As a defining element of UBC’s professional Master of Public Policy and Global Affairs (MPPGA) curriculum, the Global Policy Project (GP2) (GPP 590) provides the opportunity for MPPGA students to engage with policy makers and civil society organizations on a real-world policy challenge, in Canada and around the world. Learn more about the GP2 on our Experiential Learning page.
On March 26, 2019, MPPGA students from the 2017 cohort presented their policy report findings at the Global Policy Project Symposium held at the UBC School of Public Policy and Global Affairs. Several projects were locally based while others involved international travel to Nepal, Ghana, Ethiopia, Peru, and India. The teams applied policy research methods and strategic design skills to address various policy issues identified by their clients, from sickle cell disease management in Nepal to developing a Community Resistance Tool for Free the Slaves in Ghana.
Watch the student team presentations below to take a closer look at each Global Policy Project:
INTERNATIONAL TEAM PROJECTS
Sickle Cell Disease Management and Service Delivery in Southwestern Nepal
MPPGA students Bashar Alsaeedi, Shaf Noorani, Marzia Rizvi, Daniela Rodriguez, and Hadis Siadat worked with their client, Creating Possibilities (CP), in Nepal to provide recommendations on the adequacy of the Nepali public health policy infrastructure and services’ for addressing the socio-economic impact of Sickle Cell Disease (SCD) and supporting appropriate disease management in the Tharu community.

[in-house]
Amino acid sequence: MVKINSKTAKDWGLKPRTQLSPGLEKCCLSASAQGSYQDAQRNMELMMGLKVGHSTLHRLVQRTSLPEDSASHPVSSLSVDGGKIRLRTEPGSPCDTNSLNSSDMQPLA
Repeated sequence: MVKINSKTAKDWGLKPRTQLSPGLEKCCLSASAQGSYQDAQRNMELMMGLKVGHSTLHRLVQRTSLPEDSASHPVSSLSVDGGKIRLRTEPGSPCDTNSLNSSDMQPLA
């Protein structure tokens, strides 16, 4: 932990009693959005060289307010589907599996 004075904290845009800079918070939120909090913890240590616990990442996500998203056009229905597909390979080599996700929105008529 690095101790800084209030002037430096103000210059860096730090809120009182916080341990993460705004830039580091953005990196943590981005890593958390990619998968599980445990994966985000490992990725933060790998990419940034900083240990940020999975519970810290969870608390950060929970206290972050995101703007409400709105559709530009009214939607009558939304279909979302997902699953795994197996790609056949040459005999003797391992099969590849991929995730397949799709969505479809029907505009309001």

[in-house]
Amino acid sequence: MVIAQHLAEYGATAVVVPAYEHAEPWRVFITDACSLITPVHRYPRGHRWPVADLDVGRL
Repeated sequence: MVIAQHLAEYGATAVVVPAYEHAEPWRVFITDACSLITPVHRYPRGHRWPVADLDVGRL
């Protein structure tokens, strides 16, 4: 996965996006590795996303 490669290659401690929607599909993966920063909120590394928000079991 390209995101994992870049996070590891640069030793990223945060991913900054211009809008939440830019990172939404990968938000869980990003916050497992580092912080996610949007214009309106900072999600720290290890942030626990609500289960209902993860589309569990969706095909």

Artisanal and Small-Scale Mining in Ethiopia
Adam Cassady, Juliana Craig, Huilin Gao, Sebastián Jarrin Grijalba, and Catherine Tarimo traveled to Addis Ababa, Ethiopia to evaluate the adequacy of Ethiopia’s institutional mechanisms that are designed to enable gender inclusiveness in artisanal and small-scale mining operations. They worked closely with project clients, Canadian International Resources Development Institute and Ministry of Mines, Minerals, Petroleum and Natural Gas of Ethiopia.
Troubled Waters: Developing the Community Resistance Tool for Free the Slaves
The Ghana team, Ali Abdullah Bajwa, John Ede, Adedoyin Luwaji, Ros Seibert, and Simin Yook, spent time in Accra and rural communities to gain insights on how to develop a robust mechanism to measure the effectiveness of Free the Salves’ intervention activities and resiliency of communities from slavery.
“The students demonstrated the utmost professionalism and dedication in making sure they delivered a high quality tool to FTS. The students had the unique opportunity to interact with local community members and FTS’ local program managers and community mobilizers, thereby gaining unique perspectives on how anti-slavery initiatives are implemented at a grass-roots level. The UBC MPPGA team developed an assessment tool that will allow FTS and its local partners globally to assess the degree to which the different communities they work in are resistant to various forms of slavery. This type of assessment will allow FTS to get a stronger understanding of its impact on targeted communities, and help the organization better tailor its services for vulnerable populations worldwide.”